Wednesday, July 17, 2013

Three for Monday #6

It's summer in Cyprus and things tend to run slow. Including my already plodding self.

* Here's a fascinating interactive map of all American wineries courtesy of The New York Times.

Wednesday, July 10, 2013

Captain Haddock and The Spuds from Mars

Despite my Andean heritage, I am not one to get turned on by spuds. I certainly appreciate hand-cut, crispy and discerningly salted French fries, but more often than not potatoes on my plate are pushed aside like sucked-on olive stones. So when I set out to track down The Rock's premier fish and chips joint—one positive remnant of eighty years of British colonial rule over the island—the chips were the least of my worries.

Lambros' "gazebo" in Dhekelia
Whomever I asked for pointers on lightly battered, perfectly fried fish sent me in the direction of the sovereign British base of Dhekelia in southeastern Cyprus. Figures, no? Overlooking a beautiful bay, home to the Dhekelia Leisure Centre, you will stumble upon Lambros Fish & Chips, arguably The Rock's best eatery of its kind and, if you ask The Wife, Ph.D., one of my many obsessions. On hot summer days, sun-kissed people pack the dark beach below and children waddle through the minute waves that wash ashore. I already envision weekend excursions with The Wife, Ph.D., and Little Miss Despot to stake claim on a few sunbeds and umbrellas and, come lunchtime, take away a few large servings of deep fried haddock and a bottle of Cypriot white to devour by the sea while the daughter swallows sand as if it were Beluga caviar.

Haddock fish and chips
There's nothing fancy about the restaurant. There's a nondescript indoor area and, across the pedestrian walkway, a large rectangular "gazebo" that skirts the seaside and seats most patrons. The furniture is made of durable plastic, and a few annoying feral cats hang out under the tables and pray for a morsel of seafood to fall from the heavens. Even though the menu includes all sorts of goodies (the souvlakia, which I had once, is quite good), their pièce de résistance is rather obvious if you peruse other people's plates. Haddock, cod and plaice are your options and there's plenty of vinegar to douse the fish with. On my last visit, I tasted both the haddock and cod, ultimately preferring the former for its fishier taste and flakier texture. If you like a meatier, less briny meal, definitely go with the cod. What's the money, though, is the batter—light, airy, crunchy, and with hardly any signs of the oil used for the deep fry. The crust is thin so you actually taste the fish and not just greasy, thick dough as in other lesser versions of this English classic. Not sure what's their secret but it makes it worth the momentary arterial shock.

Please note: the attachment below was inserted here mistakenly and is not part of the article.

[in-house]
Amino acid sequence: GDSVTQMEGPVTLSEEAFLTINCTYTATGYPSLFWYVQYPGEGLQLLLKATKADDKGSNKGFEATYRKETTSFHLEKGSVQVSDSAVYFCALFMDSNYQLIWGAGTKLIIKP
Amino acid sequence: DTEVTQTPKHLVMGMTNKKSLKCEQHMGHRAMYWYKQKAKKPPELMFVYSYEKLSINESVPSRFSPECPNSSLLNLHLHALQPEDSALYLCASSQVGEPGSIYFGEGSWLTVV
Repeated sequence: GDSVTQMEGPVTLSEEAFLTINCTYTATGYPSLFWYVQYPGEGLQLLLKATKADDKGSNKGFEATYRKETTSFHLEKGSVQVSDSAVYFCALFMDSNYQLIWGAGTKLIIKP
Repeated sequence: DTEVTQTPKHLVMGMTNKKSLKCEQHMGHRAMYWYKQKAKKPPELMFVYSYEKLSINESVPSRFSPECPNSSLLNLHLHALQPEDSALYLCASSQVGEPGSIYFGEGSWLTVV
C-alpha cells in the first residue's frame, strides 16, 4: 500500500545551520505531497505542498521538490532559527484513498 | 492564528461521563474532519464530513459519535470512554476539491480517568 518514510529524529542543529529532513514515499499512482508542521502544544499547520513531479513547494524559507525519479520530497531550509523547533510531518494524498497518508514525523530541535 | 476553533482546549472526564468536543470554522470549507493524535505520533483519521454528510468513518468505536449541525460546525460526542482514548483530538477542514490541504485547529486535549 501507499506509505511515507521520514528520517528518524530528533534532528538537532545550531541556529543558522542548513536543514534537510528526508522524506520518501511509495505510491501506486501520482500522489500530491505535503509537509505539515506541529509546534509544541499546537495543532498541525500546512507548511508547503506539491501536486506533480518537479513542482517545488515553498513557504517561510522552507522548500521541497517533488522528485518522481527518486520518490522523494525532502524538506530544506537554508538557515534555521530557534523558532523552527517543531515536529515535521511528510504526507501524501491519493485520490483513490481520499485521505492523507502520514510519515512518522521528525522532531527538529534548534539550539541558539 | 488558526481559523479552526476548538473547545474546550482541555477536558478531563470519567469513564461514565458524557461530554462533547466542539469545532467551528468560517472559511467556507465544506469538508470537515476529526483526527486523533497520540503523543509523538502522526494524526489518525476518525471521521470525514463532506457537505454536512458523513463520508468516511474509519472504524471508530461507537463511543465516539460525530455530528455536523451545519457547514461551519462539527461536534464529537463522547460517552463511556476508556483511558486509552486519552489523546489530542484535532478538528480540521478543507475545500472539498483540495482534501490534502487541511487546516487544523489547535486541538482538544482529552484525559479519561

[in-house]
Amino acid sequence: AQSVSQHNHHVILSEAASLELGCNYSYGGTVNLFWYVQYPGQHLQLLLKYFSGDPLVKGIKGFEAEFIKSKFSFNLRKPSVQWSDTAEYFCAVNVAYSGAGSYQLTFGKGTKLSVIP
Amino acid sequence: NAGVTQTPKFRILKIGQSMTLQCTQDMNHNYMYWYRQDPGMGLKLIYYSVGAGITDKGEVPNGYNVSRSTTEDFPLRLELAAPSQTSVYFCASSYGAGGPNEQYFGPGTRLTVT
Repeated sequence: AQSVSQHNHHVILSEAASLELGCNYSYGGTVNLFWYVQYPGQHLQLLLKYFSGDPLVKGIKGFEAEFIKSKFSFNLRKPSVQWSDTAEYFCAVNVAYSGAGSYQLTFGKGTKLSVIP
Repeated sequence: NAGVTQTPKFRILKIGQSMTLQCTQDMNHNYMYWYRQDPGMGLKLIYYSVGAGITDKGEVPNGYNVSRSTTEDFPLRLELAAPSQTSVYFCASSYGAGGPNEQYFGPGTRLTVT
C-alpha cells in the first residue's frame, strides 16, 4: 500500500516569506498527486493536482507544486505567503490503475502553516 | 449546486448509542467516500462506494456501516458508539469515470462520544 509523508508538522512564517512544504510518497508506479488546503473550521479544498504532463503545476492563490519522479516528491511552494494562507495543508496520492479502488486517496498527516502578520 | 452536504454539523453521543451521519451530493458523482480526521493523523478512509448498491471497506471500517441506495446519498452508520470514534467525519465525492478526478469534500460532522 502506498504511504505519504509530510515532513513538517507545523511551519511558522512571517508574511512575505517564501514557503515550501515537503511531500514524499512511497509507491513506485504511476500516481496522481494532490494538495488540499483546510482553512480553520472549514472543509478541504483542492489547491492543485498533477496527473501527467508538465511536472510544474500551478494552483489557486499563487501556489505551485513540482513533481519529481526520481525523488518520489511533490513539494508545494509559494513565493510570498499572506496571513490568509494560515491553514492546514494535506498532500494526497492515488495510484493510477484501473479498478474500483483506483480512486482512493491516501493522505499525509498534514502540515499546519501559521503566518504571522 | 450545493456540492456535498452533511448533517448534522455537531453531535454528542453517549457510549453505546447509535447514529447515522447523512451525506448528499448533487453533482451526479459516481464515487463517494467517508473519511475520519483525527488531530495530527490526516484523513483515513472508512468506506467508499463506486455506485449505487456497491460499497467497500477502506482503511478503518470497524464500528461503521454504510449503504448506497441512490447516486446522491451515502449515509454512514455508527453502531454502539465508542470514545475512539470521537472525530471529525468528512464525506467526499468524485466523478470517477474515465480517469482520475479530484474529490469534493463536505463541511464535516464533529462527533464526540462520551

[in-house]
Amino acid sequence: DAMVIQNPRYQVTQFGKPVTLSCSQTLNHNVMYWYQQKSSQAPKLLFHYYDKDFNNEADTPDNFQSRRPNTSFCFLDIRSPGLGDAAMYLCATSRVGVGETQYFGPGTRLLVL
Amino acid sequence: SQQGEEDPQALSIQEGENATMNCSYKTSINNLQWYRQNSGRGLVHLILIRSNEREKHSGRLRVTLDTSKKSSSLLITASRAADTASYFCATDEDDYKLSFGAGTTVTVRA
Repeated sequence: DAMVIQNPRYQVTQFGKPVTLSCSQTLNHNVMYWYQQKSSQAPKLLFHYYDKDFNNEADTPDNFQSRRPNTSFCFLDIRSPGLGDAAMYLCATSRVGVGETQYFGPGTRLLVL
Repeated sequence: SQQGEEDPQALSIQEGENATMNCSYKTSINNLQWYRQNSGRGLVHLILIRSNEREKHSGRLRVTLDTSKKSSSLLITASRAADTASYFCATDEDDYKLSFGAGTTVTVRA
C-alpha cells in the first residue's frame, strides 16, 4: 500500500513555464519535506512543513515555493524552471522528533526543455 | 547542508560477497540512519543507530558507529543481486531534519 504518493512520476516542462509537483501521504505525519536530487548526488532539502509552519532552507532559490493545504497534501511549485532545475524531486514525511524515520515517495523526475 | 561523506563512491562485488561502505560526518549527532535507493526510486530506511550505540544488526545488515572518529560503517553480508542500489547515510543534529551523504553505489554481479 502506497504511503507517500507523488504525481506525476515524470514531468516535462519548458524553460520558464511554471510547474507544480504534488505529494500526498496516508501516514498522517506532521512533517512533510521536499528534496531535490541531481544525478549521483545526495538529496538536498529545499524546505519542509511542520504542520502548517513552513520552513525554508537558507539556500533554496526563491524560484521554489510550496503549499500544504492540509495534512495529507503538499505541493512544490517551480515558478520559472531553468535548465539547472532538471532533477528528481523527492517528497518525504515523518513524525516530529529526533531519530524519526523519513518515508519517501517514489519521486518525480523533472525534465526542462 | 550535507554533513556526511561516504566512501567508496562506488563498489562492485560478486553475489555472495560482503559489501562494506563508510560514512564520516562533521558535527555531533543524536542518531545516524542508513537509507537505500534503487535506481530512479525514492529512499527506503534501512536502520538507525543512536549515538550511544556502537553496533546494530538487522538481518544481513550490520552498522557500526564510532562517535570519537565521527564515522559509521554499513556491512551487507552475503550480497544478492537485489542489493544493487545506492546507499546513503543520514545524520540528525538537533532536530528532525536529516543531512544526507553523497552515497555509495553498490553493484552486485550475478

2012 Ayioklima Xynisteri
If you're not a purist and opt to stray from the classic pint of KEO to match your meal, the wine list is basic but good enough to chance upon a decent bottle. The 2012 Ayioklima Xynisteri by Constantinou Winery, for example, had going for it a very subtle fizz and pleasant aromas of citrus and tropical fruits such as pineapple and mango. Otherwise, there's the always reliable Kyperounda Petritis, one of few Cypriot Xynisteris that ages, and a few of the island's vibrant rosés.

With that said, next time you're at Lambros, look out for an overweight Ecuadorian cholo, wife and sand-covered kid in tow. Stop by, say hello and please help yourself to my fries.

Whine On The Rocks' Rating: 4 out of 5 Sparkling Spatulas

Monday, July 8, 2013

Three for Monday #5

* Another shining review for Greece's bootylicious variety Assyrtiko. Upon tasting the 2012 Sigalas Santorini Assyrtiko, certified sommelier and blogger Stevie Stacionis of Serious Eats called the wine "fierce."

* Wine Commanders highlights a new project by Cretan wineries Lyrarakis and Manousakis, who combined forces to create a new line of red and white blends called 2-Mazi ("Together"). Check them out as a portion of the profits will be donated to the Hellenic Society for Disabled Children.

* A good piece on daughters in New Zealand following in their father's footsteps and taking over the family business. Part of the article focuses on Villa Maria Estate, one of the island's most awarded wineries. Just in case, Cypriots, you can find Villa Maria wines at Remuage Wine Boutique in Paphos.

Monday, July 1, 2013

Three for Monday #4

* Aegean Pan, a blog on stories and photos of life in the Aegean Sea, has a wonderful set of photos of Argyros Estate's production of Vinsanto on Santorini. Deserves a good look.

* Andrew Hall's blog on random interesting things has a decent post on The Anama Concept. He claims the 2008 is the best of the bunch. What do you think?

* Did you know Virginia (Go Hoos!) is the United States' fifth largest wine-producing state? The drinks business has an article on how Virginia is trying to become the East Coast's wine capital. Finger Lakes, watch out!